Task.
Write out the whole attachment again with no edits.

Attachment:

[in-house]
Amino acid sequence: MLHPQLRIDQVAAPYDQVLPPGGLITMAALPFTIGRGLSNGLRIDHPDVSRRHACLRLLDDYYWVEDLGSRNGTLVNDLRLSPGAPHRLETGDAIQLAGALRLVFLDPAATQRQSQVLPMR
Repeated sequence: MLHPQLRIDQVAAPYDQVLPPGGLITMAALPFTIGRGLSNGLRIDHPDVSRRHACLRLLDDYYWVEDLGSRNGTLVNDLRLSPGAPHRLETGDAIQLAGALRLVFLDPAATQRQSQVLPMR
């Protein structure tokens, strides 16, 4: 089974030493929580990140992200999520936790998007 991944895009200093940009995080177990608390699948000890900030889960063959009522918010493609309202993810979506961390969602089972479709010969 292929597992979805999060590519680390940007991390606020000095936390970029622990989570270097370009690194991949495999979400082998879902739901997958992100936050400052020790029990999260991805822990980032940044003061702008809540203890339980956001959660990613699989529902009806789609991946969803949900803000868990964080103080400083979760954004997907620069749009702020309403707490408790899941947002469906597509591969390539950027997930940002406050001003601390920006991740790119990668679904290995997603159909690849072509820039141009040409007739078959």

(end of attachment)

[in-house]
Amino acid sequence: MLHPQLRIDQVAAPYDQVLPPGGLITMAALPFTIGRGLSNGLRIDHPDVSRRHACLRLLDDYYWVEDLGSRNGTLVNDLRLSPGAPHRLETGDAIQLAGALRLVFLDPAATQRQSQVLPMR
Repeated sequence: MLHPQLRIDQVAAPYDQVLPPGGLITMAALPFTIGRGLSNGLRIDHPDVSRRHACLRLLDDYYWVEDLGSRNGTLVNDLRLSPGAPHRLETGDAIQLAGALRLVFLDPAATQRQSQVLPMR
């Protein structure tokens, strides 16, 4: 089974030493929580990140992200999520936790998007 991944895009200093940009995080177990608390699948000890900030889960063959009522918010493609309202993810979506961390969602089972479709010969 292929597992979805999060590519680390940007991390606020000095936390970029622990989570270097370009690194991949495999979400082998879902739901997958992100936050400052020790029990999260991805822990980032940044003061702008809540203890339980956001959660990613699989529902009806789609991946969803949900803000868990964080103080400083979760954004997907620069749009702020309403707490408790899941947002469906597509591969390539950027997930940002406050001003601390920006991740790119990668679904290995997603159909690849072509820039141009040409007739078959």